(3.9)

where,

M1 is the mass of glass jar + lid (g)

M2 is the mass of glass jar + lid + Sample (g) M3 is the mass of glass jar + lid + water (g)

RESULTS

Table 1: Proportion Of Cement, Ashes and Aggregates Used For Concrete Mix

ASH

Number

Cement

Rice Husk

Coconut

RH and

River

Granite

Replacement

of cubes

Content (kg)

Ash Content

Husk Ash Content

CH Ashes Content

Sand

(%)

(kg)/p>

(kg)

(kg)

(kg)

(kg)

0

21

21.86

43.72

87.44

5

63

62.3

2.06

2.06

2.06

124.6

249.2

10

63

59.02

4.12

4.12

4.12

118.04

236.08

15

63

55.74

6.17

6.17

6.17

111.48

222.96

20

63

52.46

8.23

8.23

8.23

104.92

209.84

TOTAL

273

251.38

20.58

20.58

20.58

502.76

1005.52

Table 2: Natural Moisture Content Test Result on River Sand

Moisture content Can Number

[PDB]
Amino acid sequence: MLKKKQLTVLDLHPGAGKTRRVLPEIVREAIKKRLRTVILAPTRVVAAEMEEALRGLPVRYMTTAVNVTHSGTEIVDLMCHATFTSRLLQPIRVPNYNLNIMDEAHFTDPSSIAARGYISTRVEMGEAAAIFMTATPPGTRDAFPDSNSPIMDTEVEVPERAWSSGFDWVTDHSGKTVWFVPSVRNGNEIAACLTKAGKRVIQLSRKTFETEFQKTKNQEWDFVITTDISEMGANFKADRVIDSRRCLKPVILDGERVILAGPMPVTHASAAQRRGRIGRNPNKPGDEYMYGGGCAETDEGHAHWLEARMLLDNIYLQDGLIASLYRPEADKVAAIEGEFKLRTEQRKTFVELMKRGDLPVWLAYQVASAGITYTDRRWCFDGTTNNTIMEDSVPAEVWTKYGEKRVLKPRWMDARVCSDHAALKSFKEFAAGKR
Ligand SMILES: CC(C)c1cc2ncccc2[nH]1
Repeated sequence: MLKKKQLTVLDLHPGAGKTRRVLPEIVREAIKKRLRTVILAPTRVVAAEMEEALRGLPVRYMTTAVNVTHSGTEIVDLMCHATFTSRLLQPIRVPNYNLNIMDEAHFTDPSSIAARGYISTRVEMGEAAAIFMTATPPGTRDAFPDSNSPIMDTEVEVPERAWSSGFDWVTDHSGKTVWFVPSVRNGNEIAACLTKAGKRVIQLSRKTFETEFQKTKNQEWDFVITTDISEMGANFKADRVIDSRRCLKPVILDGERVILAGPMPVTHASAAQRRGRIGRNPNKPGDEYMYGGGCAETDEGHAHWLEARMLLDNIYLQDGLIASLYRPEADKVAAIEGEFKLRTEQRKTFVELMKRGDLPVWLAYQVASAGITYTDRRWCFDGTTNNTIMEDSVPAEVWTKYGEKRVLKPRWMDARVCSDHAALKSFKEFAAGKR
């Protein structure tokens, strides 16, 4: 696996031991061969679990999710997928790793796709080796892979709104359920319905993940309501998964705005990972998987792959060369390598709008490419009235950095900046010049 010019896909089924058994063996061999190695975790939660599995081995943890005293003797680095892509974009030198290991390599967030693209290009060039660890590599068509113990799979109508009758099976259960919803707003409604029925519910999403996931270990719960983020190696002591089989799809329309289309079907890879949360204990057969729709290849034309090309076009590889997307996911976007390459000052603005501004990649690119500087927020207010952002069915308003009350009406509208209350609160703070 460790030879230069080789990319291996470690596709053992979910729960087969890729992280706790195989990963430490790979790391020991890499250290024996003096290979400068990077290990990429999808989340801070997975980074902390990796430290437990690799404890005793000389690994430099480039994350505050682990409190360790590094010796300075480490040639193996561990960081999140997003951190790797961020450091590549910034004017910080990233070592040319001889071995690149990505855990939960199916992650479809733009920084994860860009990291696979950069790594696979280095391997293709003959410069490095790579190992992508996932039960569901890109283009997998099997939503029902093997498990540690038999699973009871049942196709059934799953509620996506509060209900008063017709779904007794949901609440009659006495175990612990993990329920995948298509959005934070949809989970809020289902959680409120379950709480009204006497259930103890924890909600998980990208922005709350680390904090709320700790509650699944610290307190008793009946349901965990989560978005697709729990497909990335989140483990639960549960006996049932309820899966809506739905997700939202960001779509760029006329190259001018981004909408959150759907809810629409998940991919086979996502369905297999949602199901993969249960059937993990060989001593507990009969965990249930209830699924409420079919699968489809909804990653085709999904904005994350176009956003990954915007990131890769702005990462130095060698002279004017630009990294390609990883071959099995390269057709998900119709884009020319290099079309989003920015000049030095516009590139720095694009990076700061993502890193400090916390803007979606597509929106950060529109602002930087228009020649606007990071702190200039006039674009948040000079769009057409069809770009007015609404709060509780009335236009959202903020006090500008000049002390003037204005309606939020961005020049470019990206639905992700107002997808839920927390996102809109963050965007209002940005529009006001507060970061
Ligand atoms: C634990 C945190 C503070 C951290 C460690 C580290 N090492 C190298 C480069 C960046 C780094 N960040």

Mass of empty can M1 (g)

Mass of can + Wet sample, M2 (g)

Mass of can + Dry sample, M3 (g)

Moisture Content (%)

CAN 1

46.9

98.8

95.5

6.79

CAN 2

43.4

101.8

97.7

7.55

CAN 3

43.2

102.8

99.1

6.62

The relationship between compressive strength of concrete and SCM replacement levels at different days of curing are shown in the figures below.

7 DAYS

16

Compressive strength (N/mm2)

Compressive strength (N/mm2)

14

12

10

8

6

4

2

0

0 5 10 15 20

SCM Replacement (%)

RHA CHA

RHA & CHA

Figure 1: Relationship between Compressive Strength of Concrete and SCM replacement level at 7 days

25

20

15

10

5

25

20

15

10

5

Compressive strength (N/mm2)

Compressive strength (N/mm2)

14 DAYS

RHA

CHA

RHA & CHA

0

RHA

CHA

RHA & CHA

0

0

5

10

SCM Replacement (%)

15

20

0

5

10

SCM Replacement (%)

15

20

Figure 2: Relationship between Compressive Strength of Concrete and SCM replacement level at 14 days

28 DAYS

30